Treating Ro Water

Discussion in 'Freshwater Beginners' started by ystrout, Jul 31, 2017.

  1. ystroutWell Known MemberMember

    Can someone explain this to me? I have two plants in my 20 gallon tank. Danios and tetras live in there.

    Do I understand this correctly? RO water has no minerals/salts. So if your tank was all RO water, the salts in the fish's body would diffuse through the fish's gills into the mineral-less water, and they would die quickly from malnourishment.... I understand you have to take care of minerals and hardness (I don't really understand hardness) So can someone explain this to me?

    I'll add SeaChem Equilibrium to add back minerals. Next, I read I have to control hardness (which affects pH?) or whatever with Acid Buffer and Alkaline Buffer. Can someone explain this to me?

    So the questions I need answered are:
    1. What is my Desired GH meq/L? I need to know this to see how much seacchem equilibrium to use.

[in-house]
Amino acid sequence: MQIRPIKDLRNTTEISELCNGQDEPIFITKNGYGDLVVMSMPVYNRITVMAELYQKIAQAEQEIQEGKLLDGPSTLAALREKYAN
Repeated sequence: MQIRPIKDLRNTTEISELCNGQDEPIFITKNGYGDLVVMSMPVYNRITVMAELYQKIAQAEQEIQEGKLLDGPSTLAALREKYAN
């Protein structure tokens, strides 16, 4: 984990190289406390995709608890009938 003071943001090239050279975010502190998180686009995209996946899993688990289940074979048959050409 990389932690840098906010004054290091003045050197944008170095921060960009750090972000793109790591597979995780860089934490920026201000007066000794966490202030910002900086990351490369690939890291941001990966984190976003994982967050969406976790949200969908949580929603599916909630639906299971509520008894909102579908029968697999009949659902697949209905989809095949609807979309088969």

2. Does RO water have 0 GH meq/L to start out with? Again, this is for the equilibrium calculation of SeaChem's website.
    3. Please just explain kh, gh, hardness, etc. to me as much as you can. I really don't understand it at all.... So I don't know how Acid Buffer and Alkaline buffer with help, be necessary, etc.
    4. Are Seachem Equilibrium and Acid Buffer/Alkaline Buffer all I need to add to full treat RO water (prime too of course)? I want my pH to be around 6.8-7.

    Thanks everyone!
  2. DIYhackValued MemberMember

    That's a lot of questions! Lol

    Why are you using RO anyway?
  3. ystroutWell Known MemberMember

    It is a lot of questions... I have no idea what I'm doing haha.

    I don't use it yet... I need to start though. I have no other options.

    I just moved appartments and my tap water has .5 to 1 ppm of ammonia in it (generally closer to 1). And it's impossible to get my nitrates low when I'm constantly adding that much ammonia to the beginning of the nitrogen cycle. It also has a very high pH. About 8+. I know pH isn't THAT important, as long as the fish get used to it. But I figured that since I can't use tap water anymore, I may address the pH problem as well.

    San Diego tends to have high pH tap water and has never been a problem for me, but the extremely high ammonia in the tap water is a no go for me.
  4. kam.exeValued MemberMember


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